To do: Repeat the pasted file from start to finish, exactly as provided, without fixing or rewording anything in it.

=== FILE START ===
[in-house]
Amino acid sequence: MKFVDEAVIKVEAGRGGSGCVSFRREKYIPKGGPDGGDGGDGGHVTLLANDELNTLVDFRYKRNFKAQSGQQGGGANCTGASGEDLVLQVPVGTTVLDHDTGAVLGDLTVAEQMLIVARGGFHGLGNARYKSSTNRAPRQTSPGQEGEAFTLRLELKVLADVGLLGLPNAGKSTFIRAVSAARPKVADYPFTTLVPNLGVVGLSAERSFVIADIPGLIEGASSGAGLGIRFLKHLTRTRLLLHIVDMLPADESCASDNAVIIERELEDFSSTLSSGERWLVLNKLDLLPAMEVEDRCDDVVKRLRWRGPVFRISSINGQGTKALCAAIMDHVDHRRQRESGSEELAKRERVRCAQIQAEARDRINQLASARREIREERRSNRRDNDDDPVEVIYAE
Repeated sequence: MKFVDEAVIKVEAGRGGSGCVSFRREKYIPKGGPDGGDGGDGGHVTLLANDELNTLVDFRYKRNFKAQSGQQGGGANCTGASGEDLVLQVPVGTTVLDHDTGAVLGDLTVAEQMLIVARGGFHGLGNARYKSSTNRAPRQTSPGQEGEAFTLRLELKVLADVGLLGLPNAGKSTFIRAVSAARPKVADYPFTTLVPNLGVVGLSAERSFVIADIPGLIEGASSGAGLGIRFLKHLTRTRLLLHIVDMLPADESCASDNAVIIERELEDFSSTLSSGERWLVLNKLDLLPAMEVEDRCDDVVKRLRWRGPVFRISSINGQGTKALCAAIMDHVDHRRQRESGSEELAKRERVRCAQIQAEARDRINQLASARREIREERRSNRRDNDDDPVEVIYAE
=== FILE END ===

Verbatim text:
[in-house]
Amino acid sequence: MKFVDEAVIKVEAGRGGSGCVSFRREKYIPKGGPDGGDGGDGGHVTLLANDELNTLVDFRYKRNFKAQSGQQGGGANCTGASGEDLVLQVPVGTTVLDHDTGAVLGDLTVAEQMLIVARGGFHGLGNARYKSSTNRAPRQTSPGQEGEAFTLRLELKVLADVGLLGLPNAGKSTFIRAVSAARPKVADYPFTTLVPNLGVVGLSAERSFVIADIPGLIEGASSGAGLGIRFLKHLTRTRLLLHIVDMLPADESCASDNAVIIERELEDFSSTLSSGERWLVLNKLDLLPAMEVEDRCDDVVKRLRWRGPVFRISSINGQGTKALCAAIMDHVDHRRQRESGSEELAKRERVRCAQIQAEARDRINQLASARREIREERRSNRRDNDDDPVEVIYAE
Repeated sequence: MKFVDEAVIKVEAGRGGSGCVSFRREKYIPKGGPDGGDGGDGGHVTLLANDELNTLVDFRYKRNFKAQSGQQGGGANCTGASGEDLVLQVPVGTTVLDHDTGAVLGDLTVAEQMLIVARGGFHGLGNARYKSSTNRAPRQTSPGQEGEAFTLRLELKVLADVGLLGLPNAGKSTFIRAVSAARPKVADYPFTTLVPNLGVVGLSAERSFVIADIPGLIEGASSGAGLGIRFLKHLTRTRLLLHIVDMLPADESCASDNAVIIERELEDFSSTLSSGERWLVLNKLDLLPAMEVEDRCDDVVKRLRWRGPVFRISSINGQGTKALCAAIMDHVDHRRQRESGSEELAKRERVRCAQIQAEARDRINQLASARREIREERRSNRRDNDDDPVEVIYAE